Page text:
Our principle of balancing our interdependence and independence was put to the test when we received our largest infusion of resources, a transformative $20 million gift from MacKenzie Scott. Given the uniqueness of this gift, we knew we wanted to use it to resource our boldest dreams. We met multiple times over six months, drawing on our feminist principles to identify the qualities we wanted to be embodied in how we spent it: creativity, risk-taking, sharing, and regeneration. We considered how we would allocate the resources both as a collective and as individual funds, viewing the gift as an opportunity to deepen our collaborative efforts to better support global feminist movements, while enabling us to strategically invest in each of our organizations and regional work. We came up with a bold plan to invest collectively in strategic initiatives, including a pooled fund to share the gift with under-resourced communities in our regions in the same spirit that it was shared with us, and joint investments to grow the resources for long-term sustainability of our institutions and our movements.
In the end, three Funds chose to move in this way. UAF-Africa decided to spend its portion of the gift separately, allocating funding to the Healing Farm, its endeavour to support the resilience and sustainability of African feminists, and investing in African markets. This decision was grounded in UAF-Africa’s deeply held political commitment to building strong African institutions. This was a difficult but generative moment for the Sisterhood. It helped us grapple with what it means to respect a Fund’s position and autonomy while advancing a collective strategy. Ultimately, we understood UAF-Africa’s decision as a feminist one of reclaiming power. By supporting it as a Sisterhood, we deepened our collective practice of navigating power as well. While these experiences can be uncomfortable, when we use them to question and adapt our practices, they propel us forward.
We learn deeply about ourselves, feminist praxis, and power through our work as a Sisterhood. We also enable some of our most powerful work. Increasingly, the threats that women, trans, and non-binary defenders face have transnational components, requiring responses beyond the borders of a single nation-state or region. As we respond to complex crises in Afghanistan, Iran, Nicaragua, or Ukraine, we notice how we’ve been able to leverage our independence and interdependence alike – drawing on deep insight and networks from local advisors and team members to enable grantmaking in affected areas, while partnering to activate donor resources and collaborate on advocacy. At our best, our shared work is fluid and mutually supportive, all in service of feminist movements.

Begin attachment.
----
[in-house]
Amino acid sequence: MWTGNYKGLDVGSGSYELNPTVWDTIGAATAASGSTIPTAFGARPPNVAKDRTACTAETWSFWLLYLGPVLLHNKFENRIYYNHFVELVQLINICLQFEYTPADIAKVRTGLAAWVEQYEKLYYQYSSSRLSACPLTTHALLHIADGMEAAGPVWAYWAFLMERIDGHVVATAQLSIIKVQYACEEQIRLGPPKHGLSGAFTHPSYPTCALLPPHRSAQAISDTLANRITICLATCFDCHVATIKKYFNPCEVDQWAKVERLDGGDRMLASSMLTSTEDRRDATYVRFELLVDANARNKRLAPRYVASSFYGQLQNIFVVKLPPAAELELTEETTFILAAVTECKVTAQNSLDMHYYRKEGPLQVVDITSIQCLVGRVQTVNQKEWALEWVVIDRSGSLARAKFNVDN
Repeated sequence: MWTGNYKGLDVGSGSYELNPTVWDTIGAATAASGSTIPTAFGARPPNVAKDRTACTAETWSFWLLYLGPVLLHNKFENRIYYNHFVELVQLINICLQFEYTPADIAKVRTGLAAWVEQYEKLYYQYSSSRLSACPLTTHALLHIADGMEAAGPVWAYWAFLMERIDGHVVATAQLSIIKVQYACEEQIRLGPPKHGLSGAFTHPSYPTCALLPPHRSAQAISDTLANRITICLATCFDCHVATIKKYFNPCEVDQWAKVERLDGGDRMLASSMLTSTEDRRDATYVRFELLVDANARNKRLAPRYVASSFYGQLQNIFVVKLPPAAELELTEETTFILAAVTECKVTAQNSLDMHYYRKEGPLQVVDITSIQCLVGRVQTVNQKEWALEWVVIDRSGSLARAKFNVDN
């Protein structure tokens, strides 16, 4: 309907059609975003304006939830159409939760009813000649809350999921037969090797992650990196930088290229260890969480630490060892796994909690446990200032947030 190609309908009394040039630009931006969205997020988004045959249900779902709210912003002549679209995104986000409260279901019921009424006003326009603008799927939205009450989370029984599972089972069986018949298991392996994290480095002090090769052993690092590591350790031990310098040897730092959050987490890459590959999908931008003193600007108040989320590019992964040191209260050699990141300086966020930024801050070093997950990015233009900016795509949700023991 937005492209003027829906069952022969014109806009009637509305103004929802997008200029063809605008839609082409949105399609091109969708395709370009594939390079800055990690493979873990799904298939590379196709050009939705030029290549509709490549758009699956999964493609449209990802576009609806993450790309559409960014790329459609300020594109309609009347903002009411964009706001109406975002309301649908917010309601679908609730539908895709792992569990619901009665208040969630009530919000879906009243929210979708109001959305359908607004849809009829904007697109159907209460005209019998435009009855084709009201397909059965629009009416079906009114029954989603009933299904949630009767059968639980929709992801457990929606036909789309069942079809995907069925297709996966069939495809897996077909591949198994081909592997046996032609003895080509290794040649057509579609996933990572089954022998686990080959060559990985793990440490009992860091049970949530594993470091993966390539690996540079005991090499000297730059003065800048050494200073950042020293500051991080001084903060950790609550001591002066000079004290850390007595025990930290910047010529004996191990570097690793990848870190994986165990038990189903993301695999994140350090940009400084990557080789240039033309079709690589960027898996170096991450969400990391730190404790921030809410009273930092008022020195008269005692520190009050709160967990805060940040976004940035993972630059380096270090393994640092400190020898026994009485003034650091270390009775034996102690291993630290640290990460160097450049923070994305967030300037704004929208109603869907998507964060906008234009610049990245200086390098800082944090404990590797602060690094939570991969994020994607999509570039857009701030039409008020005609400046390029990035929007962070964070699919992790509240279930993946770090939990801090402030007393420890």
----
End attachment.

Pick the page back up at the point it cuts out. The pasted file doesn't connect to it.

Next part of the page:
Our advice to others who want to experiment with power-sharing among organizations like the Sister Funds is, well, to just do it. Start small. Experiment and see what emerges. Take steps together, with care, passion, and vision as your guides. Reflect, learn, and try again. And tell us how it goes.
Ndanatsei Bofu-Tawamba is the CEO of Urgent Action Fund-Africa. Virisila Buadramo is Co-lead of Partnerships and Resource Mobilisation at Urgent Action Fund Asia & Pacific. Terry de Vries is Co-Executive Director for Resource Mobilization and Strategic Communications at Urgent Action Fund-Latin America and the Caribbean. Shalini Eddens is Deputy Executive Director at Urgent Action Fund for Women’s Human Rights. Kate Kroeger is Executive Director at Urgent Action Fund for Women’s Human Rights. Sofía Marcía is Co-Executive Director of Grantmaking and Programs at Urgent Action Fund-Latin America and the Caribbean. Lorena Medina is Co-Executive Director of Strategic Finances and Institutional Strengthening at Urgent Action Fund-Latin America and the Caribbean. Vinita Sahasranaman is Co-Lead of Programs and Innovation at Urgent Action Fund Asia & Pacific.
This blog is part of a series by the Urgent Action Funds, unpacking how they practice their recently launched Sisterhood Feminist Principles of Philanthropy in their day-to-day work. The Urgent Action Funds are a global consortium of feminist funds that provide rapid and responsive support for women and LBTQI+ human rights defenders in moments of need, sustaining feminist activism by supporting the resistance and resilience of frontline defenders.